Poem: Harry Morant by Will H. Ogilvie

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Harry Morant was a friend I had
   In the years long passed away,
A chivalrous, wild and reckless lad,
   A knight born out of his day.

Full of romance and void of fears,
   With a love of the world's applause,
He should have been one of the cavaliers
   Who fought in King Charles's cause.

He loved a girl and he loved a horse
   And he never let down a friend,
And reckless he was, but he rode his course
   With courage up to the end.

"Breaker Morant" was the name he earned,
   For no bucking horse could throw
This Englishman who had lived and learned
   As much as the bushmen know.

Many a mile have we crossed together,
   Out where the great plains lie,
To the clink of bit and the creak of leather --
   Harry Morant and I.

Time and again we would challenge Fate
   With some wild and reckless "dare,"
Shoving some green colt over a gate
   As though with a neck to spare.

At times in a wilder mood than most
   We would face them at naked wire,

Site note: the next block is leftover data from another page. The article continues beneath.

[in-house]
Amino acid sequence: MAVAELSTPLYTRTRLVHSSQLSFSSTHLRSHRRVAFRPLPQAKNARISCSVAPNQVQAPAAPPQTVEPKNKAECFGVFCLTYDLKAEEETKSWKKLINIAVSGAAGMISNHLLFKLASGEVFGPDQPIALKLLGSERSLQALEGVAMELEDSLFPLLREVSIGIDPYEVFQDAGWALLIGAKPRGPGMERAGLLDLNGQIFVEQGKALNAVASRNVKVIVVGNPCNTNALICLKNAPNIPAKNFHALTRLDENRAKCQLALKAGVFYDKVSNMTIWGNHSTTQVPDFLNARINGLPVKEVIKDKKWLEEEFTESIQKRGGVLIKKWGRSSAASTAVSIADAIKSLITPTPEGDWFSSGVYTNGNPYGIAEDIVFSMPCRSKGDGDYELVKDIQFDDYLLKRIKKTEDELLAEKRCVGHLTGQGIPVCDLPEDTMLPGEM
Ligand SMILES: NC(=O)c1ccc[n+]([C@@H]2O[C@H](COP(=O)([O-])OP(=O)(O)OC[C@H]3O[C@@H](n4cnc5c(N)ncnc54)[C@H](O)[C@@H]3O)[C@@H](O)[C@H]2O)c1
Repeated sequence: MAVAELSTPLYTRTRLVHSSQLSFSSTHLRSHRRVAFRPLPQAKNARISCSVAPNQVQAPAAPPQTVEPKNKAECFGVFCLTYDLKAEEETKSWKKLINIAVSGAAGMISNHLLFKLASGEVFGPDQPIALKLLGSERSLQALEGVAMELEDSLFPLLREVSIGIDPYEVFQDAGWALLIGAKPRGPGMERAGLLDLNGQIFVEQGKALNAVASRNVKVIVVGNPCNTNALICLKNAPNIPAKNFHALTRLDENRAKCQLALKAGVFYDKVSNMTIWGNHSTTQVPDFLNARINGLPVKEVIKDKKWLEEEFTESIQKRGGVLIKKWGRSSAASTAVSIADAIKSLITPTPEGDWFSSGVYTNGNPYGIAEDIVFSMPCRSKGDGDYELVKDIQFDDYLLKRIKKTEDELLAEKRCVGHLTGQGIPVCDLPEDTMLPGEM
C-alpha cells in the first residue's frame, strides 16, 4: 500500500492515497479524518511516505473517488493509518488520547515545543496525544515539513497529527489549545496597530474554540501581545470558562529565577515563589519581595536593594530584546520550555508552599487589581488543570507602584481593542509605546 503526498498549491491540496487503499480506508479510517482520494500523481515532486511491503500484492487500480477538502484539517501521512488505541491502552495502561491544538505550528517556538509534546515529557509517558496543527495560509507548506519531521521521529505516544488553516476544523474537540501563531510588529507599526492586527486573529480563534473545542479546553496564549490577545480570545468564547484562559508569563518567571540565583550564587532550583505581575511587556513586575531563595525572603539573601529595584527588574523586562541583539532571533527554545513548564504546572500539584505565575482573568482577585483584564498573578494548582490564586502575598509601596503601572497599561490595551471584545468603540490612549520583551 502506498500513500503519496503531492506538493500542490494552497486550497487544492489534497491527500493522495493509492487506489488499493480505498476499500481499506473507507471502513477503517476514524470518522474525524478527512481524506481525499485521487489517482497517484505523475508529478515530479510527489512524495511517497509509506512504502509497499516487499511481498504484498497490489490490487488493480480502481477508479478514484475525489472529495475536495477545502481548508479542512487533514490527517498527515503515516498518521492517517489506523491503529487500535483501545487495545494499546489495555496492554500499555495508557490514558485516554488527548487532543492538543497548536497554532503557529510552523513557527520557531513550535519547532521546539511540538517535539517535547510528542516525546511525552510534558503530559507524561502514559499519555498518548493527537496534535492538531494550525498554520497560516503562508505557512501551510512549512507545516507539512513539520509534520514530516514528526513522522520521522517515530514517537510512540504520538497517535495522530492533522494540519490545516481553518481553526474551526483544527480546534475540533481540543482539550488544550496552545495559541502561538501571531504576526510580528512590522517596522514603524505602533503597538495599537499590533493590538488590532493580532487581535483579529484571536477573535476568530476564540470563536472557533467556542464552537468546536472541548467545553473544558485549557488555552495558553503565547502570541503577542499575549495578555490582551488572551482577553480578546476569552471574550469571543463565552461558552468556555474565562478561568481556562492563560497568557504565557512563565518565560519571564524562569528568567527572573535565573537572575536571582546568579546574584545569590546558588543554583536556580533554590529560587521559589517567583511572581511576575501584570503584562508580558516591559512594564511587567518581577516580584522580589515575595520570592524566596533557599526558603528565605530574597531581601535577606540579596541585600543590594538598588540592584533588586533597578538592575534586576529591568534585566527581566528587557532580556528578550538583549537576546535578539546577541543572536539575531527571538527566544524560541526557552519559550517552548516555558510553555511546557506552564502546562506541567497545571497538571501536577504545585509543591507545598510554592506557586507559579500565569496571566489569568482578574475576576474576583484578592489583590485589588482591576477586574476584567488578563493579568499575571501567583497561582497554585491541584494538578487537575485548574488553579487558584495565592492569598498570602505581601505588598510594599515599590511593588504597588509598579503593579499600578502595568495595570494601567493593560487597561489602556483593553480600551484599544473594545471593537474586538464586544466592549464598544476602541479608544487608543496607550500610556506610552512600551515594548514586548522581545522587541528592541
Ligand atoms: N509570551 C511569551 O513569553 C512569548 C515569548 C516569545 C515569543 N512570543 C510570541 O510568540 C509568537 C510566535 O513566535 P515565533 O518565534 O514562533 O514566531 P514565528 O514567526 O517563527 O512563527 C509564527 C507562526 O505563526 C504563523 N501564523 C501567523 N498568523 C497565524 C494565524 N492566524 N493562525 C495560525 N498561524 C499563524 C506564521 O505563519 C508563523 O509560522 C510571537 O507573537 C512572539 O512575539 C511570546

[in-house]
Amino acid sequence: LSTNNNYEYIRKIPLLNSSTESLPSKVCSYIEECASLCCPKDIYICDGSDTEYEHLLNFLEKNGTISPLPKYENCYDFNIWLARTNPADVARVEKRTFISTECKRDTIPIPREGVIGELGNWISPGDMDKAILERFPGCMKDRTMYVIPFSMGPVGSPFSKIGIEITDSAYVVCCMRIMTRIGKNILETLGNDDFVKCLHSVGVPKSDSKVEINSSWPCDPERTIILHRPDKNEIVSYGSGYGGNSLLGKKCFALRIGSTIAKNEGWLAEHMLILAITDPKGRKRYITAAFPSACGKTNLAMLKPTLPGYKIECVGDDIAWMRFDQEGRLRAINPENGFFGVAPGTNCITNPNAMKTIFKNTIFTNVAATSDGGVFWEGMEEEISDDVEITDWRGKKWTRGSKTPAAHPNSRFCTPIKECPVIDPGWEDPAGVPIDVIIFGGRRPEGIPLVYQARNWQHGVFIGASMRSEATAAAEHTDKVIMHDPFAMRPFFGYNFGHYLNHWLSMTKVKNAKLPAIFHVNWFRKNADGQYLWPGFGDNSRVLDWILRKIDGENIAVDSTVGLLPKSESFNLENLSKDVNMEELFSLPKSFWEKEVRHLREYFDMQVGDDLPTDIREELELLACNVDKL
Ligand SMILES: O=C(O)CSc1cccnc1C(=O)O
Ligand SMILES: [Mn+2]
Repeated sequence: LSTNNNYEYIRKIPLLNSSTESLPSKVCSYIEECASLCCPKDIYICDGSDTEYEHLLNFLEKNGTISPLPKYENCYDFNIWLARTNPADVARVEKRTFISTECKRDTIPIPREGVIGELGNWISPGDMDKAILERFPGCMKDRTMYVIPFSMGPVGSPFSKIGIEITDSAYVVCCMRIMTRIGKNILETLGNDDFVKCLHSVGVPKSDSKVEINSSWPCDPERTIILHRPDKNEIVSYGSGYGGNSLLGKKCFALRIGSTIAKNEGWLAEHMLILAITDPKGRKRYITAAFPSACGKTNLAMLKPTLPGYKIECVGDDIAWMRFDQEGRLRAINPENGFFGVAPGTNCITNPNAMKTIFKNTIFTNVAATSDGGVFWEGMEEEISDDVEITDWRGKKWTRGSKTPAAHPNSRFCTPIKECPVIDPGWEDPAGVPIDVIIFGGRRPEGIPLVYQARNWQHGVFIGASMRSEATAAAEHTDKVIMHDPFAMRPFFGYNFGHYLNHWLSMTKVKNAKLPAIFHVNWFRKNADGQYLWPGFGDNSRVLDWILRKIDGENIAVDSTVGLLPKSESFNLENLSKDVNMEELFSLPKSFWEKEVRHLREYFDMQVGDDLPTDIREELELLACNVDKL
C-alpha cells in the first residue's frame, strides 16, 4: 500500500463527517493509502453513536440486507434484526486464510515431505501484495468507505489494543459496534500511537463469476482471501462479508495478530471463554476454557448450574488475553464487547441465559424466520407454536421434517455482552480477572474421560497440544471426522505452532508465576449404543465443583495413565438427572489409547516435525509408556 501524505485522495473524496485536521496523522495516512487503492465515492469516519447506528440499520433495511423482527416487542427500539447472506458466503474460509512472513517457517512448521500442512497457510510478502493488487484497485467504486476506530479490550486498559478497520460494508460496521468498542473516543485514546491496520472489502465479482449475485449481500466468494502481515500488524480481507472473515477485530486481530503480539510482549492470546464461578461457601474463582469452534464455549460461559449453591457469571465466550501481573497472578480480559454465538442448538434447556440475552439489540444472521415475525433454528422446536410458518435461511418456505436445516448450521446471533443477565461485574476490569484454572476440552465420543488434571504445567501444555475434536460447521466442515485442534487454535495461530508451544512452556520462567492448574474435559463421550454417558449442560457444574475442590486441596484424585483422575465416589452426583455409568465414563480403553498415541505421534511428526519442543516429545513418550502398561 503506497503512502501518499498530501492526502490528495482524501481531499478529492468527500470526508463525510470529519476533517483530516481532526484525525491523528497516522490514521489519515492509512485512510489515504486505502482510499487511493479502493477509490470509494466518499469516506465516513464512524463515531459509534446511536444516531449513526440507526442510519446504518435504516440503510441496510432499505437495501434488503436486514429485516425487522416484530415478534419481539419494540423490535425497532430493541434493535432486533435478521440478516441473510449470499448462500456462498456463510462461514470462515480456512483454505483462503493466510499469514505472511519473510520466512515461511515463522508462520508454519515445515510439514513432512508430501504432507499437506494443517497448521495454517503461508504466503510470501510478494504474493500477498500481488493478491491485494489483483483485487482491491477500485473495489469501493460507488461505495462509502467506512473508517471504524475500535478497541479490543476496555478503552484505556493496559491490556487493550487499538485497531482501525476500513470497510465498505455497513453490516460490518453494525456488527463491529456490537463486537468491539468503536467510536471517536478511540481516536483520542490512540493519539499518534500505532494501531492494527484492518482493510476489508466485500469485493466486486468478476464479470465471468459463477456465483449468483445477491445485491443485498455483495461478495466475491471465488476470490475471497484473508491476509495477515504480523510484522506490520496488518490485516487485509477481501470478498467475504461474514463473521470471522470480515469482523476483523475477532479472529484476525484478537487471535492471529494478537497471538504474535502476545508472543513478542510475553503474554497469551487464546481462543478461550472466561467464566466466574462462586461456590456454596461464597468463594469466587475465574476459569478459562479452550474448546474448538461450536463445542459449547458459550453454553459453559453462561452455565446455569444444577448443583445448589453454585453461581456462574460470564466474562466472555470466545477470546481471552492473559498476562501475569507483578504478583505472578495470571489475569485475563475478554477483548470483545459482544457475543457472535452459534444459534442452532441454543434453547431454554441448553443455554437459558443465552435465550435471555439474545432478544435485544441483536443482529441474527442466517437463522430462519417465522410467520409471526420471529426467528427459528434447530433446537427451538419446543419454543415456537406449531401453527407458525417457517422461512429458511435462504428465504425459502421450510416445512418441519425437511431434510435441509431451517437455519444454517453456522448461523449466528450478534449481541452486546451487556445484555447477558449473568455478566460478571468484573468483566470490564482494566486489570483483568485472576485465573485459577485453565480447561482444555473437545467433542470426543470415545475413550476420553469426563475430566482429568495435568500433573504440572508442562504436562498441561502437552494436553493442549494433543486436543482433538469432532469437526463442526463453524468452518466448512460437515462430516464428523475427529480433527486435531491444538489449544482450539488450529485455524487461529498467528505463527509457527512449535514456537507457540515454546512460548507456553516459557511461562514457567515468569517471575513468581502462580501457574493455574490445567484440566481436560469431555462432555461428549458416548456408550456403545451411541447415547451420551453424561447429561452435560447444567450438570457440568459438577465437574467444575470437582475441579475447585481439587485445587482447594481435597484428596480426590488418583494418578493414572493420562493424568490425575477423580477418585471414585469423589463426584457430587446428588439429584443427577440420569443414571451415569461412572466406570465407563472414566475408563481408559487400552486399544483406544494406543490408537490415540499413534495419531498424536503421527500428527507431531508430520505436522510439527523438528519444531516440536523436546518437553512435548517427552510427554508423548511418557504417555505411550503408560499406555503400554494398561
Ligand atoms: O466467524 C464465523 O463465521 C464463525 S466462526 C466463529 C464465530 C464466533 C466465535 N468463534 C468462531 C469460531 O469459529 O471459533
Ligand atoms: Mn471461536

Trusting the sight of a gidyea post
   Would lift them a half-foot higher.

And once we galloped a steeplechase
   For a bet -- 'twas a short half-mile
With one jump only, the stiffest place
   In a fence of the old bush style.

A barrier built of blue-gum rails
   As thick as a big man's thigh,
And mortised into the posts -- no nails --
   Unbreakable, four foot high.

Since both our horses were young and green
   And had never jumped or raced,
Were we men who had tired of this earthly scene
   We could scarce have been better placed.

"Off" cried "The Breaker," and off we went
   And he stole a length of lead.
Over the neck of the grey I bent
   And we charged the fence full speed.

The brown horse slowed and tried to swerve,
   But his rider with master hand
And flaming courage and iron nerve
   Made his lift leap and land.

He rapped it hard with ever foot
   And was nearly down on his nose;
Then I spurred the grey and followed suit
   And -- praise to the gods -- he rose.

He carried a splinter with both his knees
   And a hind-leg left some skin
But we caught them up at the wliga trees
   Sitting down for the short run-in.

The grey was game and he carried on
   But the brown had a bit to spare;
The post was passed, my pound was gone,
   And a laugh was all my share.

"The Breaker" is sleeping in some far place
   Where the Boer War heroes lie,
And we'll meet no more in a steaplechase --
   Harry Morant and I.

First published in The Bulletin, 12 March 1947

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This page contains a single entry by Perry Middlemiss published on January 15, 2011 8:59 AM.

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